Standard Chartered’s deal with BlackRock’s Aladdin involves pitching the front-end platform to asset managers in emerging markets, and integrating it with the bank’s securities services.
This provides a front-to-back offering, priced to appeal to those larger fund houses that are already cross-border and multi-product, says Margaret Harwood-Jones, Standard Chartered’s Singapore-based managing director and global head of securities services.
“The technology element is mission-critical in emerging markets,” she said. “This is an enhanced product offering to meet asset managers’ existing and emerging needs.”
The deal is part of a broader trend among global and regional custodians to establish competitive ecosystems, leveraging partnerships to offer asset managers and asset owners services that are mass customized.
For example, State Street acquired front-end portfolio management system Charles River, while BNY Mellon has built out a range of partners, including Bloomberg—and Aladdin.
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StanChart’s relationship with Aladdin is different, however: it’s actively co-selling Aladdin’s front- and middle-office services to its clients or prospects among the 40 emerging and frontier markets in which it operates.
“Asset managers and asset owners in emerging markets are underserved when it comes to having a front-to-back, proven, unified, and simple solution,” Harwood-Jones said.
For asset managers in these markets, the pitch is that they can get a “best of breed” outcome that integrates Aladdin with the bank’s post-trade services, custody, and fund administration.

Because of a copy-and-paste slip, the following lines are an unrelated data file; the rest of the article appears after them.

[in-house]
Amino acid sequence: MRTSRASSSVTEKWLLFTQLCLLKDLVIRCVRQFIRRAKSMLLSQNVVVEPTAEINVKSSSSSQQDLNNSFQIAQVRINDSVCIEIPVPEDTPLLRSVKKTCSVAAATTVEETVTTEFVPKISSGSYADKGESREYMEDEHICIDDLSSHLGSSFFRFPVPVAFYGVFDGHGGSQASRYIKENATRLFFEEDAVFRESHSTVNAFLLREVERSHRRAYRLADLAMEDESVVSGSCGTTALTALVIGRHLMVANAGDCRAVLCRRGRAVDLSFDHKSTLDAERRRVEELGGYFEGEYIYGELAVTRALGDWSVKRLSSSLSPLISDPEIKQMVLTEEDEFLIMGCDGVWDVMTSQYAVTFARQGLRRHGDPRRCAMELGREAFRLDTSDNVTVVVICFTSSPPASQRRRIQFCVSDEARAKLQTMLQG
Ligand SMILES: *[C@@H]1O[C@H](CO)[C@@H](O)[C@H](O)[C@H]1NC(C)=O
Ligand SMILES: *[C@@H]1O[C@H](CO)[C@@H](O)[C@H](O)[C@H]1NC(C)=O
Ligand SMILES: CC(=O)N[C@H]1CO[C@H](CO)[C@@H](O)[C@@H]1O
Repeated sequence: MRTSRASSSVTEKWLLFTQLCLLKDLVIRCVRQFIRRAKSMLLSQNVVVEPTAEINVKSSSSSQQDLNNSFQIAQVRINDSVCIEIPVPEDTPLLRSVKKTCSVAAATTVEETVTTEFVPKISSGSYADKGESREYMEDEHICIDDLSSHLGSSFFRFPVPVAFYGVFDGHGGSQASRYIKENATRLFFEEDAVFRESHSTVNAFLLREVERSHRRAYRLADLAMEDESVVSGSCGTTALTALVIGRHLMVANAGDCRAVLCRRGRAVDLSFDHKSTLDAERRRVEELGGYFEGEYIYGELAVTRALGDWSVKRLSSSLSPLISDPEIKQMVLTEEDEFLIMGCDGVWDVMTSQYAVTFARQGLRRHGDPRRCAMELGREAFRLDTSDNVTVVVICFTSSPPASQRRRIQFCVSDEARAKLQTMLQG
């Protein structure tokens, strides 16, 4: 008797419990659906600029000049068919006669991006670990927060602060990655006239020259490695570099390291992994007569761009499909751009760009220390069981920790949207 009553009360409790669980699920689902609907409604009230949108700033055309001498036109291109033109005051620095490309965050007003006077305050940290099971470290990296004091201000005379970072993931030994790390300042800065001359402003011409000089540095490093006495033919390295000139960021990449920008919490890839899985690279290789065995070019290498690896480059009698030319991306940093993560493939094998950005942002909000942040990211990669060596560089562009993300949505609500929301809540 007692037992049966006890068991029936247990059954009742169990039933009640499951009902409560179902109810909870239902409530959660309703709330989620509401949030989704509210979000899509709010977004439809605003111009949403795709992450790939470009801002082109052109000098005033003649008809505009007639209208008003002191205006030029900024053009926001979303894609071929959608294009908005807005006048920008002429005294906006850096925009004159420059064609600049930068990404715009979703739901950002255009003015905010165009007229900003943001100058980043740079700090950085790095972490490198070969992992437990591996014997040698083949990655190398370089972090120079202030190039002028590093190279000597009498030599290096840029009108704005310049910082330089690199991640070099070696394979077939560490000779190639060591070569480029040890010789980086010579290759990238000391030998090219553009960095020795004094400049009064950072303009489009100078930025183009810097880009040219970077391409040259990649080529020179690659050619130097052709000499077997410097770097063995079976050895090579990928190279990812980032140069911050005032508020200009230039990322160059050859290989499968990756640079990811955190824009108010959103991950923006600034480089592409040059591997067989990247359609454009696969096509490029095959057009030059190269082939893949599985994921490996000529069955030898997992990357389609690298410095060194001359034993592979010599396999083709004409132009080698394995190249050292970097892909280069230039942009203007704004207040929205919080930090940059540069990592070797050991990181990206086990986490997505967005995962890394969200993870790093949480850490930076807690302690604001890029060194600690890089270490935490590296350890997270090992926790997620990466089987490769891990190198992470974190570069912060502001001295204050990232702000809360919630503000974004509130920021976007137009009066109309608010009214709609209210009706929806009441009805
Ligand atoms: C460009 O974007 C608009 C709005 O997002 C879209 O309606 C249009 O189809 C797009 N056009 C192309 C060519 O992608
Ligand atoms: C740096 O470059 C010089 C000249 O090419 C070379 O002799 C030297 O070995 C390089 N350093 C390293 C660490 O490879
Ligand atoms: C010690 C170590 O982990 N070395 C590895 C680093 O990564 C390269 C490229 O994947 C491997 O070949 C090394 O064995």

StanChart and Aladdin are piloting the integrated service with marquee customers, one each representing the Hong Kong-Guangdong-Macau Greater Bay Area, Southeast Asia, and Africa.
Standalone these services might still be too expensive for local asset managers, but they can be bundled for local or regional leaders – and the efficiencies of a front-to-back service prepare managers for growth, she says.
The logic also makes sense for Standard Chartered’s business in securities services. Given it operates in so many smaller markets, each with its own regulations, market infrastructure, and players, services become more bespoke and less profitable.
Bringing top local clients onto a global platform can help them improve their sophistication and also make them easier and most cost-effective to serve.
“This helps us move the industry to consistent operational standards, although we still must adapt to local nuances,” Harwood-Jones said.
Open banking, custodian-style
Looking forward, she says the Aladdin partnership is a reflection of the growing importance of open banking.
“Within the broader technology conversation with clients, we are having a data conversation,” she said. Client needs are bespoke, but addressing them via a platform opens the door to additional participation.
“We’re working toward the adoption of open banking, which means working with clients’ fintech providers and other counterparties – even competitor banks,” Harwood-Jones said.
“Instead of many parallel conversations, we’re beginning to have integrated ones about how technologies and systems can talk; about the flow of data; and better technology solutions for foreign investment flows into local financial infrastructure.”
Often this is minutia. “Attention to detail is important,” she said, citing a recent case in which adding a single field of data delivery to a client in South Africa resulted in a vast reduction in queries.
Beyond this mundane if important iteration, though, the bank is looking at platform models to drive bigger change, such as networks on distributed ledgers and tokenization.